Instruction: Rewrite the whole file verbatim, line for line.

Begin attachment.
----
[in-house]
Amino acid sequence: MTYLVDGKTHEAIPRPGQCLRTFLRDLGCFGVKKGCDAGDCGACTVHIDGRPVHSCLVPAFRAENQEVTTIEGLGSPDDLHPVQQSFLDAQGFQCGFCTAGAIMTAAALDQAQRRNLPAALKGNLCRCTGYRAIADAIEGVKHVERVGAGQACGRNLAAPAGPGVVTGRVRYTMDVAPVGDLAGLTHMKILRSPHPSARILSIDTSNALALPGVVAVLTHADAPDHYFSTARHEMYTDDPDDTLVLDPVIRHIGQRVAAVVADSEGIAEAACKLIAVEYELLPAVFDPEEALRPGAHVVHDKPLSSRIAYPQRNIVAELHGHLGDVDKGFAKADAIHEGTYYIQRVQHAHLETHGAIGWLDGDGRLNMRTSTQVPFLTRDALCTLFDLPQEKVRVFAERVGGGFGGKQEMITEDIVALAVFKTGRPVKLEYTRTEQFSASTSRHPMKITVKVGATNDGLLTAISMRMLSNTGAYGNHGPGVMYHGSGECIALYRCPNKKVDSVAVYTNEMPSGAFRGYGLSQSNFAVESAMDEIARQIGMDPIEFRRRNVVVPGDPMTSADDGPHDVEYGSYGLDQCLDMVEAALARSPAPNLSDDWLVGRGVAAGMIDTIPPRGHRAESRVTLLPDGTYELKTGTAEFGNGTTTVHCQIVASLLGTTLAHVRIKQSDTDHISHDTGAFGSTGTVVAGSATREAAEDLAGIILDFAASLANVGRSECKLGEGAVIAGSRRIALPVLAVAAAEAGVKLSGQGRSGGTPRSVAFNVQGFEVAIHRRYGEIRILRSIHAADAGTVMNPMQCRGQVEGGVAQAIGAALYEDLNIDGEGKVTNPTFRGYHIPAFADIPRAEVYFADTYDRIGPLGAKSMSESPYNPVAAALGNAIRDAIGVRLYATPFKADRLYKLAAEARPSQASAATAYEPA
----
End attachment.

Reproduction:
[in-house]
Amino acid sequence: MTYLVDGKTHEAIPRPGQCLRTFLRDLGCFGVKKGCDAGDCGACTVHIDGRPVHSCLVPAFRAENQEVTTIEGLGSPDDLHPVQQSFLDAQGFQCGFCTAGAIMTAAALDQAQRRNLPAALKGNLCRCTGYRAIADAIEGVKHVERVGAGQACGRNLAAPAGPGVVTGRVRYTMDVAPVGDLAGLTHMKILRSPHPSARILSIDTSNALALPGVVAVLTHADAPDHYFSTARHEMYTDDPDDTLVLDPVIRHIGQRVAAVVADSEGIAEAACKLIAVEYELLPAVFDPEEALRPGAHVVHDKPLSSRIAYPQRNIVAELHGHLGDVDKGFAKADAIHEGTYYIQRVQHAHLETHGAIGWLDGDGRLNMRTSTQVPFLTRDALCTLFDLPQEKVRVFAERVGGGFGGKQEMITEDIVALAVFKTGRPVKLEYTRTEQFSASTSRHPMKITVKVGATNDGLLTAISMRMLSNTGAYGNHGPGVMYHGSGECIALYRCPNKKVDSVAVYTNEMPSGAFRGYGLSQSNFAVESAMDEIARQIGMDPIEFRRRNVVVPGDPMTSADDGPHDVEYGSYGLDQCLDMVEAALARSPAPNLSDDWLVGRGVAAGMIDTIPPRGHRAESRVTLLPDGTYELKTGTAEFGNGTTTVHCQIVASLLGTTLAHVRIKQSDTDHISHDTGAFGSTGTVVAGSATREAAEDLAGIILDFAASLANVGRSECKLGEGAVIAGSRRIALPVLAVAAAEAGVKLSGQGRSGGTPRSVAFNVQGFEVAIHRRYGEIRILRSIHAADAGTVMNPMQCRGQVEGGVAQAIGAALYEDLNIDGEGKVTNPTFRGYHIPAFADIPRAEVYFADTYDRIGPLGAKSMSESPYNPVAAALGNAIRDAIGVRLYATPFKADRLYKLAAEARPSQASAATAYEPA